Now we have the two axes and a diagonal line (45°, arbitrarily). I didn't specify if the line had a positive slope or a negative slope, and actually we need both. Light traveling in the positive x direction is the diagonal line with positve slope, light traveling in the -x direction has slope of -45°. OK? We know that some place and time is defined to be the origin of this coordinate system (0,0). And the diagonal lines (called the light cone, since with two spatial dimensions, instead of just one, it would form a cone). Ok, so far so good.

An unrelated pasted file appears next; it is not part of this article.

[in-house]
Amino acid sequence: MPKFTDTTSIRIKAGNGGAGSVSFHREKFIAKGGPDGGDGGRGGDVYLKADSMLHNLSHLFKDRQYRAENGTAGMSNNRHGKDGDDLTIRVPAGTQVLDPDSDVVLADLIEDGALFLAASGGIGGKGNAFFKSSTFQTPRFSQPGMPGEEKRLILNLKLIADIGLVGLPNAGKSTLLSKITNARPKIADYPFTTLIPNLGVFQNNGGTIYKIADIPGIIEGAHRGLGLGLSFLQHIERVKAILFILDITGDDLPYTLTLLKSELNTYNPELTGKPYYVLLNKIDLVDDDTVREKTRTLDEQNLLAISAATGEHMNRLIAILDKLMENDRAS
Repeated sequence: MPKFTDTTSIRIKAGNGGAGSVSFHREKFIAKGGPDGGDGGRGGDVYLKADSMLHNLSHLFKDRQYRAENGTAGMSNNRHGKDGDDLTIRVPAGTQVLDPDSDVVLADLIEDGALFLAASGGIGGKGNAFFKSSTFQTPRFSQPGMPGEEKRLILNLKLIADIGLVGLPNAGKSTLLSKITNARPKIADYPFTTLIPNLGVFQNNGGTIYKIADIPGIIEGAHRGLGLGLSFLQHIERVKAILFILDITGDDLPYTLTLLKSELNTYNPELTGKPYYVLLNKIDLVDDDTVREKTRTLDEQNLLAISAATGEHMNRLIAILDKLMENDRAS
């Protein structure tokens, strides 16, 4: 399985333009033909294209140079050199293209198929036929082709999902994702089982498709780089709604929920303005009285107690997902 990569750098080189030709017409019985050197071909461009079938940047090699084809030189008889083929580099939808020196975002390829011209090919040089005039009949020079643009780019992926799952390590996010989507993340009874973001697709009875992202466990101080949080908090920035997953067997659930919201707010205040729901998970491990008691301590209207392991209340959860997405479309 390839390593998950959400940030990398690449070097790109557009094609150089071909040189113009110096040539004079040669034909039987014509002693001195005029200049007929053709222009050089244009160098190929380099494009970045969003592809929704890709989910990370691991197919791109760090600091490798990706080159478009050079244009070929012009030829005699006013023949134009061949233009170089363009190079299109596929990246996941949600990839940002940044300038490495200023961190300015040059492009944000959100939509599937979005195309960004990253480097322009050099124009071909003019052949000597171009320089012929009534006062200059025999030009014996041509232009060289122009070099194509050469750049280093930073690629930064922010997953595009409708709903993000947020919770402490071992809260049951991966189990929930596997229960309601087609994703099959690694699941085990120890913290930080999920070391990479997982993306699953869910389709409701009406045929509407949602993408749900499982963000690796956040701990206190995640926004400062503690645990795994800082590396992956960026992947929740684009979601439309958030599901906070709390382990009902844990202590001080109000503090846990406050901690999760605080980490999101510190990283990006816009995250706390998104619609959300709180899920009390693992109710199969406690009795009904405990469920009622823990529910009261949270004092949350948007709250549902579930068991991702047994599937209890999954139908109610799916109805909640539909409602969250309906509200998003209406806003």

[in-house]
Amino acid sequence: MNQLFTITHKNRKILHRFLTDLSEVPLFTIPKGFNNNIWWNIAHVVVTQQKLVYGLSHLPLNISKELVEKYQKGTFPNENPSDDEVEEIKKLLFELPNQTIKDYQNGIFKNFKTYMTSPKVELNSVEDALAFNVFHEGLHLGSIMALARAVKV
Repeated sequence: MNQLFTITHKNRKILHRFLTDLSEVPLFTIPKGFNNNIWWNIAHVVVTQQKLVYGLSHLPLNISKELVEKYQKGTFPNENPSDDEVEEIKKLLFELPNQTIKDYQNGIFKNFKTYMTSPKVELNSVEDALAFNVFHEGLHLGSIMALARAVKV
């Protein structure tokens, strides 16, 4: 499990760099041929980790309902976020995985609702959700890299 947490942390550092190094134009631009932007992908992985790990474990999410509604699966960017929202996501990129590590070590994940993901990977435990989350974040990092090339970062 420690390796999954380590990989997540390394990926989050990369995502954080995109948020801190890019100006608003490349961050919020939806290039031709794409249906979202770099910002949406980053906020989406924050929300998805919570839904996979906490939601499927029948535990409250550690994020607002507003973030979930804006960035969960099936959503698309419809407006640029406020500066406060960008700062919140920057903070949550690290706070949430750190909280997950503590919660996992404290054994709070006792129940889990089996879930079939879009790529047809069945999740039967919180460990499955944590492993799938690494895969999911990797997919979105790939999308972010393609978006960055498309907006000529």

Now lets draw the coordinate system of the other observer, the one who will be traveling at a non-zero speed relative to the origin of the (x,t) system. Give her some velocity, v. We know that relative to the original observer that after a time t1, that her position will have changed by v*t1 or more accurately v*(t1-t0), but we will assume t0 = 0. There is no reason for the two observers to agree on one point that their own coordinate systems have in common. We could pick ANY point (3,12.3) or (-π, e^√7) but lets keep it simple and agree that BOTH observers agree that at (x,t) = (0,0) it is also true that (x',t') = (0,0) ( it would just be a simple translation in time and space to make them so, if they were different). So (0,0) is an agreed point in space-time of both observers. OK? So what do we have? We have that x = vt for her in his coordinates (I forgot to mention observer 1 is him, 2 is her). In HER coordinates, she hasn't moved. x'=0. What the heck does that mean?? Well, relative to herself, she is motionless and so at all points on the line where x=vt we know that x'=0. Is this clear? Do you understand that we just determined the x' axis for her? The faster she is traveling (lets agree it is in the positive x direction) the larger the slope. If her slope was at 45°, then she would be traveling at c, which is NOT allowed, so her |slope| has to be less than 45° (of course, going forward (upwards) in time.) We know that her x' axis is a straight line in the (x,t) coordinate frame, since her distance is linearly increasing with time. So. Now we have to figure out where to draw the t' coordinate axis. What clues do we have? We actually have NO CHOICE in drawing the t' axis. It is fixed because the speed of light for HER must be EXACTLY the SAME as for HIM. At a given x' distance, t' must also be given for that diagonal light ray we already drew. The ONLY way to get this to work out is that if the x' axis is at an angle of Θ above the x' axis, then the t' axis MUST be at an angle of Θ as measured from the t axis. But is it to the left (negative slope) or to the right (positive slope)?? Intuitively, you would think the two axes are just rotated and still meet at 90°, just like the x and t axes, right? So just rotate the x' and t' axis counterclockwise around the origin and you'd expect everything to work out, right? Not so much. Your intuition is WRONG. The t' axis is rotated clockwise (to the right) and x' and t' do NOT meet at a 90° angle (in the coordinate system of HIM). They both move towards that line representing the (positive) speed of light. And they move towards it by the exact same Θ (in our units, see how handy they come in?) In HIS coordinate system, his coordinate grid is squares, all angles are 90°. But her coordinates drawn on the same graph will be rhombuses (rhombi?). Collapsed toward the speed of light line. Once you understand this you can solve most of the problems presented to you in special relativity. (as far as distance and veloticity go). It is not obvious that her coordinates drawn out relative to his space-time is not euclidean, but that is the ONLY way that one x unit and one t unit is the position of a photon (emitted from the origin) at time t AND that one x' unit and one t' unit also intersect that same line. Oh, I should also mention that the lines of constant x are vertical, right? and constant t are horizontal. This is